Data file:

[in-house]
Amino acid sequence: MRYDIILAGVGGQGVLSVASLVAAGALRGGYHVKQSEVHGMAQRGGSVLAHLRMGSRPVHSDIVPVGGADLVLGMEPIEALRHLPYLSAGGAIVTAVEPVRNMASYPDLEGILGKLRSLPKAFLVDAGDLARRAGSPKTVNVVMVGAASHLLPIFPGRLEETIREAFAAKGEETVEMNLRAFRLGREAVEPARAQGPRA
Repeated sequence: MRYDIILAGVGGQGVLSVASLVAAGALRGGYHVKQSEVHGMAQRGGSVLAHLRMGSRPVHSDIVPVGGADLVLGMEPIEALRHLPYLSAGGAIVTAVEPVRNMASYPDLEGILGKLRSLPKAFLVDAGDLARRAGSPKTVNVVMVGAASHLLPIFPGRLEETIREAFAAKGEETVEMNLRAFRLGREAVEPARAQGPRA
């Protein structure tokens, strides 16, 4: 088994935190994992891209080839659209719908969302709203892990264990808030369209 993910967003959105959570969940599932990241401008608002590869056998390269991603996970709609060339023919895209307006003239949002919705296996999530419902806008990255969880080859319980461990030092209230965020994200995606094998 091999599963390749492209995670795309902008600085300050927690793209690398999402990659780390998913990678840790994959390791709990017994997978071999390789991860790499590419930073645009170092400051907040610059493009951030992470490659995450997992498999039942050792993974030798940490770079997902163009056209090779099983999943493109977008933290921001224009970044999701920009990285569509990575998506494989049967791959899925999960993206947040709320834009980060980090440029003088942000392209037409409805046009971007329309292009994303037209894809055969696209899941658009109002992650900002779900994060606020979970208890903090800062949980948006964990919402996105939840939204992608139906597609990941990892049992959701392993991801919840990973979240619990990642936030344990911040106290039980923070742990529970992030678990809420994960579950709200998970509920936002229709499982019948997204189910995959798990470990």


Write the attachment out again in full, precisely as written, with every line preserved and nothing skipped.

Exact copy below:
[in-house]
Amino acid sequence: MRYDIILAGVGGQGVLSVASLVAAGALRGGYHVKQSEVHGMAQRGGSVLAHLRMGSRPVHSDIVPVGGADLVLGMEPIEALRHLPYLSAGGAIVTAVEPVRNMASYPDLEGILGKLRSLPKAFLVDAGDLARRAGSPKTVNVVMVGAASHLLPIFPGRLEETIREAFAAKGEETVEMNLRAFRLGREAVEPARAQGPRA
Repeated sequence: MRYDIILAGVGGQGVLSVASLVAAGALRGGYHVKQSEVHGMAQRGGSVLAHLRMGSRPVHSDIVPVGGADLVLGMEPIEALRHLPYLSAGGAIVTAVEPVRNMASYPDLEGILGKLRSLPKAFLVDAGDLARRAGSPKTVNVVMVGAASHLLPIFPGRLEETIREAFAAKGEETVEMNLRAFRLGREAVEPARAQGPRA
């Protein structure tokens, strides 16, 4: 088994935190994992891209080839659209719908969302709203892990264990808030369209 993910967003959105959570969940599932990241401008608002590869056998390269991603996970709609060339023919895209307006003239949002919705296996999530419902806008990255969880080859319980461990030092209230965020994200995606094998 091999599963390749492209995670795309902008600085300050927690793209690398999402990659780390998913990678840790994959390791709990017994997978071999390789991860790499590419930073645009170092400051907040610059493009951030992470490659995450997992498999039942050792993974030798940490770079997902163009056209090779099983999943493109977008933290921001224009970044999701920009990285569509990575998506494989049967791959899925999960993206947040709320834009980060980090440029003088942000392209037409409805046009971007329309292009994303037209894809055969696209899941658009109002992650900002779900994060606020979970208890903090800062949980948006964990919402996105939840939204992608139906597609990941990892049992959701392993991801919840990973979240619990990642936030344990911040106290039980923070742990529970992030678990809420994960579950709200998970509920936002229709499982019948997204189910995959798990470990």